The curator Francesco Bonami has launched a satirical attack on the nationalistic policies of the current Italian government.

In a series of videos posted on Instagram, Bonami, who directed the 2003 Venice Biennale and served as a senior curator at the Museum of Contemporary Art in Chicago for a decade, announced that he is launching a new political party called EXAGERAMOS! and then outlined a series of new laws he intends to introduce in Italy.

“Curators—global and multi-cultured—the party is finished. No more biennales around the world. Biennale is like mozzarella and the pizza, it’s our product. So I’m going to sign a decree that [doesn’t] allow anybody to use the name ‘biennale’ outside Venice,” he announced in a video posted yesterday.

He continued: “And another surprise for the international pavilions [at the Venice Biennale], they are going to pay us the rent they owe us since 1895…they have been there like guests; we are not a holiday place, the biennale is not a place where you go and just take a room, so now they’re going to pay the rent they owe us. That’s it. Now, we are working for you.”

Bonami told viewers that he would “sign a new law…that will forbid the Venice Biennale to invite foreign artists. Only Italian artists”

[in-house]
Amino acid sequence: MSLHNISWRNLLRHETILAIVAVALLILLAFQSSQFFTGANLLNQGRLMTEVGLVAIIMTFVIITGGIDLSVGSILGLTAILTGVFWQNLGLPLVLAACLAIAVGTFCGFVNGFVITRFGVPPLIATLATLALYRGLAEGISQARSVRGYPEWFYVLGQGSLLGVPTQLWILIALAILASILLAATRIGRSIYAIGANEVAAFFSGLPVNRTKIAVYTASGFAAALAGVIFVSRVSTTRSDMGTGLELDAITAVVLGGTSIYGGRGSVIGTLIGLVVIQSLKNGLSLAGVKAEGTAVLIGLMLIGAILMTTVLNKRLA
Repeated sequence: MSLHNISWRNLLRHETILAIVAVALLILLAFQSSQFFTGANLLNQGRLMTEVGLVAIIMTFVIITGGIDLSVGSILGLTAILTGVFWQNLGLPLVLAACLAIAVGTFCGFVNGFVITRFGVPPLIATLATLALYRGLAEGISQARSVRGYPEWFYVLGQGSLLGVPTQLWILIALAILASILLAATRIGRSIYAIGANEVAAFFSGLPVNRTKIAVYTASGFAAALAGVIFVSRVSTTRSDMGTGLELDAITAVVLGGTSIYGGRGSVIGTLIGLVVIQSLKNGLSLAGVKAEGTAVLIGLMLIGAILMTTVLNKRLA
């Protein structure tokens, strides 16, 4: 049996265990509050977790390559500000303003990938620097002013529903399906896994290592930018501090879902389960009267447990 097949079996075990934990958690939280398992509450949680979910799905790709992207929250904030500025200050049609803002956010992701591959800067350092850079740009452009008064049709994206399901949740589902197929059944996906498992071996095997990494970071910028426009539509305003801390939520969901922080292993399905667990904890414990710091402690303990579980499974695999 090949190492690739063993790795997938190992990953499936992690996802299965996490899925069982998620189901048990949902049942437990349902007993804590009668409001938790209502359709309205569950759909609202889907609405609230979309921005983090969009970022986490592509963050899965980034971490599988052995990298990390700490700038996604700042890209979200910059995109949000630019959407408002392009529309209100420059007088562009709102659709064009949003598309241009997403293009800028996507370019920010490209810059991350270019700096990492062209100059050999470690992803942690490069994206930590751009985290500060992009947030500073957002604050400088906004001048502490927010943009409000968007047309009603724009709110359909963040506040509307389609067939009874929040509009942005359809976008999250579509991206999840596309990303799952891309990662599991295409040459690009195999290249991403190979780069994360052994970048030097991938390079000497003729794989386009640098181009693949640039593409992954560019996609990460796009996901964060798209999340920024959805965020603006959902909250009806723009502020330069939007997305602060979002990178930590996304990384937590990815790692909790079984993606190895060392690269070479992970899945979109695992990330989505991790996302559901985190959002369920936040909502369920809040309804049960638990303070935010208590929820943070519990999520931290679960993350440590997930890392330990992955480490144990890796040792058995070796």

In other videos posted on instagram last week under the name Childish Bonamino (@thebonamist), a reference to Childish Gambino, the rap alter ego of the US actor Donald Glover, Bonami told viewers that he would “sign a new law…that will forbid the Venice Biennale to invite foreign artists. Only Italian artists” while another decree “will forbid all the garbage contemporary art in galleries and museums. From September, Italian art first…And we will put in nice little boxes all the shitty art that comes from abroad and we send it back to their country. Have a good evening and eat a lot of tiramisu. It’s bullshit that it’s giving you cholesterol.”

In yet another video he encourages viewers to “go out and drink two bottles [of] Lambrusco, it’s very good for your liver; don’t listen to people that say it’s not good. And drive as much as you want. You can drive while you’re drunk, it’s only immigrants who cannot do that.”

A coalition between the far-right Northern League party and the populist Five Star Movement has governed Italy since June 2018. In that time, the deputy prime minister Matteo Salvini has presided over drastic measures to reduce immigration including closing Italy’s ports to migrant ships, abolishing key protections for immigrants and making it easier for them to be deported.

Italy’s cultural policies have also veered towards populism and xenophobia. Earlier this year, the culture ministry said it would renege on the promised loan of Leonardo paintings from the Uffizi Galleries in Florence to the Louvre in Paris for the French museum’s upcoming exhibition on the artist. Explaining the decision, Lucia Borgonzoni, the undersecretary for the Italian ministry of culture, told reporters that “Leonardo is Italian; he only died in France… giving the Louvre all those paintings would mean putting Italy on the margins of a great cultural event.” The culture ministry is also reviewing the decision to allow foreign directors to lead Italy’s museums, a key cultural reform of the previous government.





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